An African bank official sees public-private partnerships as valuable tools to develop the vast hydropower potential of Africa, a continent that trails the rest of the world in needed electric capacity.
�Despite a significant practicable hydropower potential, Africa had only tapped less than 8 percent of it by the end of 2000,� Lead Infrastructure Officer Roger Gaillard of the African Development Bank (AfDB) said October 4.
The most significant undeveloped hydropower potential lies precisely in the least developed countries and continents, said Gaillard, who just returned from a presentation on the AfDB role in hydro development to the Hydro 2006 conference, September 25-27 in Greece. He said Africa has practical hydropower potential of 2,000 average terawatt-hours, but had only developed 8 percent, 160 TWh/a, by 2000.
Gaillard said recent drastic increases in oil prices have increased interest in hydropower as a renewable, non-polluting resource that can decrease dependence on fossil fuels.
However, he said hydro development is so capital intensive, it is difficult for governments and the public sector to mobilize sufficient funds. At the same time, political and market risks are perceived as high.
Public-private ventures allot risk among parties
The African bank official said public-private partnerships can help solve those problems by combining the skills and capacities of both sectors to handle complex transactions. Under such partnerships: Government sets policy, identifies need, and enforces regulations and contracts; private sector companies compete to fulfill the identified needs; and risks are transferred to the parties best suited to manage them.
�This approach seems to be the best guarantor of reality of the costs, optimization of technologies, and maintenance, without compromise, of expensive installations,� he said.
Gaillard said it is urgent to pursue the course outlined in March by the first African Ministerial Conference on Hydropower and Sustainable Development, which met in Johannesburg, South Africa. (HNN 3/15/06) The ministers called for joint action to develop Africa’s hydropower potential for sustainable development, water and energy security, and poverty eradication.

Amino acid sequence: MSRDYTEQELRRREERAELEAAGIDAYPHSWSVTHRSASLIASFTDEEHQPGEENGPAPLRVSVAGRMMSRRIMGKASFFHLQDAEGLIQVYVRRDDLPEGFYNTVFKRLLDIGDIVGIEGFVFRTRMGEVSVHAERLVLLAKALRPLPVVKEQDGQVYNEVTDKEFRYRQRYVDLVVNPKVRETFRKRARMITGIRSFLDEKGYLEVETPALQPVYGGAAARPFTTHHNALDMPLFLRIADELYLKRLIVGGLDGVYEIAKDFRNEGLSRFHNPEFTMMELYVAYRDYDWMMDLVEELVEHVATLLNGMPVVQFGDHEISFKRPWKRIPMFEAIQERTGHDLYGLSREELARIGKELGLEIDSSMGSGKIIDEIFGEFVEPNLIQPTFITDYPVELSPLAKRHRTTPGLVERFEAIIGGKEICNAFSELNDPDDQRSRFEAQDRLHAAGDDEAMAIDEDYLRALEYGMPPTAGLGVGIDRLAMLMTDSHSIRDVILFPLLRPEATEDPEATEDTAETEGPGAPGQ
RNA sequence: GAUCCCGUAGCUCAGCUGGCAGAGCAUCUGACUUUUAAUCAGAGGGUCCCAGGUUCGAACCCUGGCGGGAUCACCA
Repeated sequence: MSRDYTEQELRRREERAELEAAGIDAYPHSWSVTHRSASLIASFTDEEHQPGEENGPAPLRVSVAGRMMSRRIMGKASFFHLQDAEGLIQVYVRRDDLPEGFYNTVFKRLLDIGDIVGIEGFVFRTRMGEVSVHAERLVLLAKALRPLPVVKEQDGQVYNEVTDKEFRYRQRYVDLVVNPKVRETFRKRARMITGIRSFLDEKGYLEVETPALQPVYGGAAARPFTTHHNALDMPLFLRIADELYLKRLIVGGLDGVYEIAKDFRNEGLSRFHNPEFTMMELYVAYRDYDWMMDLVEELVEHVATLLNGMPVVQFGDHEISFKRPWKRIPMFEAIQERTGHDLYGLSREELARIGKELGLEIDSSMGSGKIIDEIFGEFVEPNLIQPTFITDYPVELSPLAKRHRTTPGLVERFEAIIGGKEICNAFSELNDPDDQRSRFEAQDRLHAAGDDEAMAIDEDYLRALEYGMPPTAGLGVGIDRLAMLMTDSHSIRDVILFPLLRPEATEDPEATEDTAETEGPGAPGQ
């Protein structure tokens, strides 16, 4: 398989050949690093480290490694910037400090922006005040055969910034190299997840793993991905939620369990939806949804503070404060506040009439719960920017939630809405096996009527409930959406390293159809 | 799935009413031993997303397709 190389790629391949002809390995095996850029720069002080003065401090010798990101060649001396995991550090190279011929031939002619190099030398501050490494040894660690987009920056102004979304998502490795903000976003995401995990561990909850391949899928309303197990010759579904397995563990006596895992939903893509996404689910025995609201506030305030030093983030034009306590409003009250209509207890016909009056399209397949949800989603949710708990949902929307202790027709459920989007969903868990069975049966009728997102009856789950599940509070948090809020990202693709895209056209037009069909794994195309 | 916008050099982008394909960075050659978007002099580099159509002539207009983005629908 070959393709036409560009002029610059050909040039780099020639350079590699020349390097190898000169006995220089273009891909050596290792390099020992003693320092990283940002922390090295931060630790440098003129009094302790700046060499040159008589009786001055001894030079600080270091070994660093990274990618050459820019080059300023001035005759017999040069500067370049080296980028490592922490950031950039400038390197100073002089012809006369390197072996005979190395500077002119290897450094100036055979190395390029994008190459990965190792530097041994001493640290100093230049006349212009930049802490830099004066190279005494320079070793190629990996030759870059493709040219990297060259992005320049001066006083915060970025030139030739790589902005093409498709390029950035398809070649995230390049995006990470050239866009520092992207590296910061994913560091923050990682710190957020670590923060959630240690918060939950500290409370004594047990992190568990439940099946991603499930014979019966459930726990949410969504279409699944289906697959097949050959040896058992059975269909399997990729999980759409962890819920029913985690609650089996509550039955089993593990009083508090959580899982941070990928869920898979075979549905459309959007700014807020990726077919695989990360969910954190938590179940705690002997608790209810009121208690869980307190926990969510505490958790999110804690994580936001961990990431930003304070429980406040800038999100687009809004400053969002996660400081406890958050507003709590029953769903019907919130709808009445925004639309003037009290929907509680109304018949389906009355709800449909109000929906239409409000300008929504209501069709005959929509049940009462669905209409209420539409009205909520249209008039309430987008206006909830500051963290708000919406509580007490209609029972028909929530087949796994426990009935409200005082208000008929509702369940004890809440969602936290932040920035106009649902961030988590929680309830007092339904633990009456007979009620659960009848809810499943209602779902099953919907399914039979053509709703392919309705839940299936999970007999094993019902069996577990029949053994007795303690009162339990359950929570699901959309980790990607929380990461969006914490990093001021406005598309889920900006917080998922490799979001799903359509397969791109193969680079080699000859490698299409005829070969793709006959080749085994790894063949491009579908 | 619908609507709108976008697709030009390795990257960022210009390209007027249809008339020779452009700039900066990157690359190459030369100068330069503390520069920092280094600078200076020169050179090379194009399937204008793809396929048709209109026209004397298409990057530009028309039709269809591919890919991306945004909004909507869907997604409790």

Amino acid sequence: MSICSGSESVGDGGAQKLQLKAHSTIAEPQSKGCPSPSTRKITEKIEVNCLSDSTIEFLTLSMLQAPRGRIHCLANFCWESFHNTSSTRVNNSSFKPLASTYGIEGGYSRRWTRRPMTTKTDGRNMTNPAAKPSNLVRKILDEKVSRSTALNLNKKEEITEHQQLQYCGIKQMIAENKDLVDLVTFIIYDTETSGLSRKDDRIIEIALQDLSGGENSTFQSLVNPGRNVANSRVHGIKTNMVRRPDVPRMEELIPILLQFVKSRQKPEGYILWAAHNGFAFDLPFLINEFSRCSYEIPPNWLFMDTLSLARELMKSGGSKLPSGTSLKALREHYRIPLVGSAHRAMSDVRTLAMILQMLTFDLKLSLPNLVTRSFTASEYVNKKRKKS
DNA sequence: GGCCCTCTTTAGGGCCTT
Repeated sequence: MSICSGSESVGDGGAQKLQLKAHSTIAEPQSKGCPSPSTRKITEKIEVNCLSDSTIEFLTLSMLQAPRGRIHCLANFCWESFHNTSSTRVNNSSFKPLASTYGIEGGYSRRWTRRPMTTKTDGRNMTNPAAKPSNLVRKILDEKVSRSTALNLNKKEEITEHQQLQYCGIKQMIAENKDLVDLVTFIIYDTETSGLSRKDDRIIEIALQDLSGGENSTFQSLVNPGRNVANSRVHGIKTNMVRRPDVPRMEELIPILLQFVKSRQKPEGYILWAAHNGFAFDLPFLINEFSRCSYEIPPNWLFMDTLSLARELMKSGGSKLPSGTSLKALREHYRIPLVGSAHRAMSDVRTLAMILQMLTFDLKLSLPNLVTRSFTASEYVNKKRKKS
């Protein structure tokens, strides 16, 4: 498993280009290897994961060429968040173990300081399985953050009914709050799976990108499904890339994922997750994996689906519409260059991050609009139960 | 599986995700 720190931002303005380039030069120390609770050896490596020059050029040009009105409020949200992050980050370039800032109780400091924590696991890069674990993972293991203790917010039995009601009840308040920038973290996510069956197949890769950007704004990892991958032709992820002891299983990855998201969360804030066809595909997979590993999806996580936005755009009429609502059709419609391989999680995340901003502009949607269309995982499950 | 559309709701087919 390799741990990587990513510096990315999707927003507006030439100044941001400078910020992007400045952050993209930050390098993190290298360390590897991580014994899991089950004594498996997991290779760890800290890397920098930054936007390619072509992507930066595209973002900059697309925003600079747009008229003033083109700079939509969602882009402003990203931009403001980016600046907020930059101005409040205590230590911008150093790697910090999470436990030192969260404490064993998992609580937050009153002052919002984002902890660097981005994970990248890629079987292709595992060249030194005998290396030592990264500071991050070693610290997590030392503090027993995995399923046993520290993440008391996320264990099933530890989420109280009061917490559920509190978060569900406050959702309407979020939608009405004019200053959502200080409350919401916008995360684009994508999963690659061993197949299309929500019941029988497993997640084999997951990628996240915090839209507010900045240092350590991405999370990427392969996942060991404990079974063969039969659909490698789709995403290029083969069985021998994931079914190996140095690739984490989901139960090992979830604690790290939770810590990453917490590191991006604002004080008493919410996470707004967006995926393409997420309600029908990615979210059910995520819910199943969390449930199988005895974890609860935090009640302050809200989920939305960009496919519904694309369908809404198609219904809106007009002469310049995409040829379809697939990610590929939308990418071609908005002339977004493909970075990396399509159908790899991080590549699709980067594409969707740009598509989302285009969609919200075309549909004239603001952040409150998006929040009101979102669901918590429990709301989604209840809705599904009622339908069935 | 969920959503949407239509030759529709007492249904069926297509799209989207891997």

AfDB seen as �catalyst� for hydro development
The official outlined AfDB’s role in hydro development, including acting as a �catalyst� providing comfort to project sponsors and stakeholders, leveraging support, and offering advisory services. It also provides financing tools such as equity participation, senior loans, and guarantees.
Gaillard noted the AfDB, through its public sector �window,� has aided the 50-MW Bumbuna hydro project in Sierra Leone (HNN 8/11/06); the four-nation Gambia River development organization, Organisation pour la Mise en Valeur du Fleuve Gambie (OMVG); the potential 40,000-MW Inga complex in Democratic Republic of Congo (HNN 10/9/06); and the 61.5-MW Rusumo Falls project on the Kagera River in four East Africa nations. (HNN 7/13/06)
Working through its private sector window, AfDB has assisted the investment program of utility AES SONEL in Cameroon (HNN 6/5/06); 250-MW Bujagali Falls in Uganda (HNN 9/15/06); additional OMVG development; the Memvele hydro project in Cameroon, and mini-hydro plants in Madagascar and East Africa.
For information, contact R.M. Gaillard, Lead Officer, Infrastructure and PPPs, African Development Bank, B.P. 323 1002, Tunis Belvedere, Tunisia; (216) 71-102132; Fax: (216) 71-332695; E-mail: email@example.com; Internet: www.afdb.org.